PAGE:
Google Partners With University of Maryland, NASA, And USGS On Global Deforestation Map

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Google has partnered with researchers at the University of Maryland, NASA, and the USGS to bring the first high-resolution map of global deforestation using Google Earth Engine. This project was created using over a decade of Landsat images.  This will help public, NGOs, and governments around the world to learn more about forestry practices and find ways to prevent unwanted deforestation.

“People will use this data in ways we can’t even imagine today,” stated Matthew Hansen, Professor of Geological Sciences at the University of Maryland.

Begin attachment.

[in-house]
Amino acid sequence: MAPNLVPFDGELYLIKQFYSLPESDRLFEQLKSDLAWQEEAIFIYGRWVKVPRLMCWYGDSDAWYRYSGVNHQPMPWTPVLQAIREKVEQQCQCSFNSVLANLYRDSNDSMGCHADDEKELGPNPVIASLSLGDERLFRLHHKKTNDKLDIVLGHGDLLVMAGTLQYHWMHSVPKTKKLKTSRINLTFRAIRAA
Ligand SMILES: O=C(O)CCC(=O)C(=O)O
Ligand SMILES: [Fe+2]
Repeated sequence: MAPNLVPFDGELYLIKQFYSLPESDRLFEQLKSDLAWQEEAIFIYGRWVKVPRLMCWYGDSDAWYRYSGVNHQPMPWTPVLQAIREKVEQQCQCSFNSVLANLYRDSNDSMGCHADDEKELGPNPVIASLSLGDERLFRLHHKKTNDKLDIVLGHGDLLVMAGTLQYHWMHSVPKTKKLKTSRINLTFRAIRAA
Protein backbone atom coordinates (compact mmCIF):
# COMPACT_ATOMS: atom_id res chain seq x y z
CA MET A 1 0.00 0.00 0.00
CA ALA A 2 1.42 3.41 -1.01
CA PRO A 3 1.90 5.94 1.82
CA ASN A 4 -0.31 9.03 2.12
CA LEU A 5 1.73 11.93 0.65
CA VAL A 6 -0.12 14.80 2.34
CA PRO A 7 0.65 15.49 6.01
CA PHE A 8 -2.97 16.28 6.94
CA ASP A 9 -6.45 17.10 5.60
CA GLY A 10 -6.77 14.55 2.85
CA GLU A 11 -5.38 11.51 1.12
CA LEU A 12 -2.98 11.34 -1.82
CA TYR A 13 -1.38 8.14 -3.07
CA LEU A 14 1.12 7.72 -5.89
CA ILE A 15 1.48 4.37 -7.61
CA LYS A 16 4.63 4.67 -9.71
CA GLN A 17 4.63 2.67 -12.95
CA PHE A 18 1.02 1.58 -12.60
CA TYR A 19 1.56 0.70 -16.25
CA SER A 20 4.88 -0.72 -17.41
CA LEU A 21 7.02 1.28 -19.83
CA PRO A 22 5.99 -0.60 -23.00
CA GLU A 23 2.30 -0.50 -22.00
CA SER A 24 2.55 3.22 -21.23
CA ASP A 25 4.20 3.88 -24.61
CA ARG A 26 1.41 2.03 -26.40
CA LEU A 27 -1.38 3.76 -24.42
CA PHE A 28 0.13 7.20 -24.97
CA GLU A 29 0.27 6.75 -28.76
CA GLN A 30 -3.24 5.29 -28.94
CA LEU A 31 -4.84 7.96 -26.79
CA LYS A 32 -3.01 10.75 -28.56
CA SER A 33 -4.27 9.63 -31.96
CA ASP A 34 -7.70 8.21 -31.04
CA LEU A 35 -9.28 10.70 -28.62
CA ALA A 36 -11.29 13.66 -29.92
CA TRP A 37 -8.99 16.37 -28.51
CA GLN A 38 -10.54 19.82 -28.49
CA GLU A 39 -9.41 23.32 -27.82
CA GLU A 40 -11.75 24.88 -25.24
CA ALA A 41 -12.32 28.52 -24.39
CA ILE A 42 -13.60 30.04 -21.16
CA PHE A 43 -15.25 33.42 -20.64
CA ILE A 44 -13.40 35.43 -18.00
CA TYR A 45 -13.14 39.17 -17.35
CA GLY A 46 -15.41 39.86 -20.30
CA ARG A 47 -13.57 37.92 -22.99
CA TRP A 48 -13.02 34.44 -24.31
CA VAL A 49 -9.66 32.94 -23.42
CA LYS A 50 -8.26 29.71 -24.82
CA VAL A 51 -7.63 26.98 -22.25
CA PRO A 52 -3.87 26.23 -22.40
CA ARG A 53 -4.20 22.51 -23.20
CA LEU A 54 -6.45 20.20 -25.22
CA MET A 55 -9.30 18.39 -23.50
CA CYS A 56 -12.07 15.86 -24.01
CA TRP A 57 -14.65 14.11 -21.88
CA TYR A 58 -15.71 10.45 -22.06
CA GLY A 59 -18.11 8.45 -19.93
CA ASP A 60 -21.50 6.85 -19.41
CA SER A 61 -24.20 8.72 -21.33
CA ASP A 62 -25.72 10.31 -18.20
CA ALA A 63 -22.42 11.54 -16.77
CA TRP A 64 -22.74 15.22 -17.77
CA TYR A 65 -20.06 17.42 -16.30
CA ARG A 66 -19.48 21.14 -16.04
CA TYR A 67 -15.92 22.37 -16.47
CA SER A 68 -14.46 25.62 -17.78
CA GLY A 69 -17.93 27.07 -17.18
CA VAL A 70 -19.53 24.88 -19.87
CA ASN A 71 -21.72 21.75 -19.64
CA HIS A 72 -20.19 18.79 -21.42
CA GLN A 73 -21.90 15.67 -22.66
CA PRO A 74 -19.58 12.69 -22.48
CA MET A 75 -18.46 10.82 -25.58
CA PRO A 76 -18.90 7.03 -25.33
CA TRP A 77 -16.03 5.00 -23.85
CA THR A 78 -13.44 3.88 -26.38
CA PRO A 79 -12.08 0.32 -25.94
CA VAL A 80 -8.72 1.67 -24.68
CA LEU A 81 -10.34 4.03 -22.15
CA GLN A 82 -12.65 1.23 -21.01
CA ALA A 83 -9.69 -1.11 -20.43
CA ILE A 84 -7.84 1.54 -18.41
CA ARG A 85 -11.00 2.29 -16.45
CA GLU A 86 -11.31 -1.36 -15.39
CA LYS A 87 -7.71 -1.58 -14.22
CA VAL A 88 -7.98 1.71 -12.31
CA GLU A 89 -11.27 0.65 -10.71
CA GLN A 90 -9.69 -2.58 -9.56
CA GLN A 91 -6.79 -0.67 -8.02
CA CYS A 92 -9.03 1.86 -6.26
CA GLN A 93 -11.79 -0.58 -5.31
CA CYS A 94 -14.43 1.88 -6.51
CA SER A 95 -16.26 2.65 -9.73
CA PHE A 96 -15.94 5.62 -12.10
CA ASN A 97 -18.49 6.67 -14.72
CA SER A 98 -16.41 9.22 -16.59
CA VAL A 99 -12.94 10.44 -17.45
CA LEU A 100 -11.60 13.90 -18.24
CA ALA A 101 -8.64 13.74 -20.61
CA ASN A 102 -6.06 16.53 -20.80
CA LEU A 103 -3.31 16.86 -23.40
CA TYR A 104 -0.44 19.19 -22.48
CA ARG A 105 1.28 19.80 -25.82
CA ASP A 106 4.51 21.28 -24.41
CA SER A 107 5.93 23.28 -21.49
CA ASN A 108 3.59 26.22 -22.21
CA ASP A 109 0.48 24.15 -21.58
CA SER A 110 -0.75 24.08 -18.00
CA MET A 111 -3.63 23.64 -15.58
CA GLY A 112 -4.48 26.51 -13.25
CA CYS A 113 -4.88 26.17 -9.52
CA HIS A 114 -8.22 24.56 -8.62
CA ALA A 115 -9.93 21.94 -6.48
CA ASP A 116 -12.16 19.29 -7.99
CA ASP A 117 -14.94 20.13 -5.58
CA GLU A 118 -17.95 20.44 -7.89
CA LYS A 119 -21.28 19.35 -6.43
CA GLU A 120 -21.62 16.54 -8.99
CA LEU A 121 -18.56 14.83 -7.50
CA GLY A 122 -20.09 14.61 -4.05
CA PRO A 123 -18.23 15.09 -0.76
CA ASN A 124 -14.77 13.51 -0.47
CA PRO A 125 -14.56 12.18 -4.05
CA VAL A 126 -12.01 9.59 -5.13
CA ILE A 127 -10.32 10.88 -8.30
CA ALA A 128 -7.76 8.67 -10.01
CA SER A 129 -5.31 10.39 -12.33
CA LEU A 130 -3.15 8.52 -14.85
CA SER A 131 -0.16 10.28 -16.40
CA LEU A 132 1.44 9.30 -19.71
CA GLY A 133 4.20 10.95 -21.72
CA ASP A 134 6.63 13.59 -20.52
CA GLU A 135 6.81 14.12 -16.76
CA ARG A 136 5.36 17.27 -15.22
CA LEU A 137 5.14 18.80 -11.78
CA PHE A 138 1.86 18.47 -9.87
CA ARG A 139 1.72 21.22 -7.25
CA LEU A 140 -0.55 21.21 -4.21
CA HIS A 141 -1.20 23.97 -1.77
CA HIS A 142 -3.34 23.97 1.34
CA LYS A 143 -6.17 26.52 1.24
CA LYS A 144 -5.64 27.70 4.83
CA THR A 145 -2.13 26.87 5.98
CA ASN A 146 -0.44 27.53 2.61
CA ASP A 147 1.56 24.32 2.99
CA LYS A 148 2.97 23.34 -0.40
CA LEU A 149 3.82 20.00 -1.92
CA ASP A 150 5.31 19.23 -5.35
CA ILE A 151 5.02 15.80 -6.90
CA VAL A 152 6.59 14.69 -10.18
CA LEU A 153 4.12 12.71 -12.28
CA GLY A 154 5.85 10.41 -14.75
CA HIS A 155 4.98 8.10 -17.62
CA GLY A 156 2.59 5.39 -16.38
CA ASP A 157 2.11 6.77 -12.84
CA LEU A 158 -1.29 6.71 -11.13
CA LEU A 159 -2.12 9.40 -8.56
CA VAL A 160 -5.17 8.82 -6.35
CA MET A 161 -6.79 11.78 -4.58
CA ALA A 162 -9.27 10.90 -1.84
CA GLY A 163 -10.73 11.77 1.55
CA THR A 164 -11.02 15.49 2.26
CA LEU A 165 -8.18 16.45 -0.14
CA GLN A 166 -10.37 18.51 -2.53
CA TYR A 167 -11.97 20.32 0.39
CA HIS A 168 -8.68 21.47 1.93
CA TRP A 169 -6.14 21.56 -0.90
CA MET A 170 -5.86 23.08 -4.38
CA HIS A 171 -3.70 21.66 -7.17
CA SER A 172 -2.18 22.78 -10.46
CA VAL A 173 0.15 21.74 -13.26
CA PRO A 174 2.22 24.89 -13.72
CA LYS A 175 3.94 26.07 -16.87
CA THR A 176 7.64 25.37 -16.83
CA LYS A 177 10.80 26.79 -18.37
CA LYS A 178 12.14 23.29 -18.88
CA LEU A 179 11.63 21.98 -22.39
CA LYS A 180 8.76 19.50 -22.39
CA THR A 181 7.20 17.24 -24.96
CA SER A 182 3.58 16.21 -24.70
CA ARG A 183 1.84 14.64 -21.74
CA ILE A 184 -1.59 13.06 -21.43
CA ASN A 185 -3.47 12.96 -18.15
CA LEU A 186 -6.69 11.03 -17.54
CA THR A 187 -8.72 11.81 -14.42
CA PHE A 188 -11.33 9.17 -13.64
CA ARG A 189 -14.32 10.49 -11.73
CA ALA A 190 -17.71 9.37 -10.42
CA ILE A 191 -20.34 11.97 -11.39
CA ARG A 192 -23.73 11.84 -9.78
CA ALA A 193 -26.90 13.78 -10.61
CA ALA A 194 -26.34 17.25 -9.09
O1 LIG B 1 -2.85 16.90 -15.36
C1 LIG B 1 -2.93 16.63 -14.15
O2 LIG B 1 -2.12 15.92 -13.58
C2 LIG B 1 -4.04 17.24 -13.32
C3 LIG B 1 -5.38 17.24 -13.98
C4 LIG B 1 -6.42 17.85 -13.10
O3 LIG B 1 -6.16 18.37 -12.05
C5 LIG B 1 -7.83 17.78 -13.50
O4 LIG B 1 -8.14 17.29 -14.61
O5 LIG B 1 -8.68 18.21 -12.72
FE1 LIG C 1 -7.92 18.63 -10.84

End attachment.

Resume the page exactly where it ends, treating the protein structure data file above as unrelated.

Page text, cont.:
This tool was built using 654,178 Landsat images.  It required so much processing power that it would have taken one computer 15 years to pull off the task.  But recent gains in computing technology helped create high-resolution maps that are scalable down to 30 meters.

Below are some examples of what the deforestation maps look like:

Hansen_Global Forest_Change_480x270px_animated

[Global Forest Change, 2000-2012]

Hansen_Forest_Loss_Riau_480x270px_animated

[Sumatra has lost over 50% of its natural forest within the past 30 years]

You can learn more about this project on the Google Research blog.

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